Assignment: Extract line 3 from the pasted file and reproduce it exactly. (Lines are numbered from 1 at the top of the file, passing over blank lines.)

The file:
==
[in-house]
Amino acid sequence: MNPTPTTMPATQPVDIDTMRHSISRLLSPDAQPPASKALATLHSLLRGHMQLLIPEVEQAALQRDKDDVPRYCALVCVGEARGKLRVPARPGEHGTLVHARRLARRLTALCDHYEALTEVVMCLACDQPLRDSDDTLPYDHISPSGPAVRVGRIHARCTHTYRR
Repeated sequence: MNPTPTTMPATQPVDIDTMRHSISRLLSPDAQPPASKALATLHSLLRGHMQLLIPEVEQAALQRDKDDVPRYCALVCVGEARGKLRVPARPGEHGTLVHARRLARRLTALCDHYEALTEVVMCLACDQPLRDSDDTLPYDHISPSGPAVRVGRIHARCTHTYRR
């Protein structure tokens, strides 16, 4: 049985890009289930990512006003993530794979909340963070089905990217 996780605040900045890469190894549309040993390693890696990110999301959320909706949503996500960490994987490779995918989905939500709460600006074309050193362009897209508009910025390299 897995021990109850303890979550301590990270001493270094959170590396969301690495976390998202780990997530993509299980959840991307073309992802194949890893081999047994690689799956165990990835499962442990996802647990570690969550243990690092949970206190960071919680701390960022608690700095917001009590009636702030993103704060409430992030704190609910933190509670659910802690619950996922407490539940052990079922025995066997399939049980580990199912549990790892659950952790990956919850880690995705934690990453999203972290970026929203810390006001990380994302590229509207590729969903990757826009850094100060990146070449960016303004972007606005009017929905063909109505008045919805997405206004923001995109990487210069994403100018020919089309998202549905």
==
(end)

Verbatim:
Repeated sequence: MNPTPTTMPATQPVDIDTMRHSISRLLSPDAQPPASKALATLHSLLRGHMQLLIPEVEQAALQRDKDDVPRYCALVCVGEARGKLRVPARPGEHGTLVHARRLARRLTALCDHYEALTEVVMCLACDQPLRDSDDTLPYDHISPSGPAVRVGRIHARCTHTYRR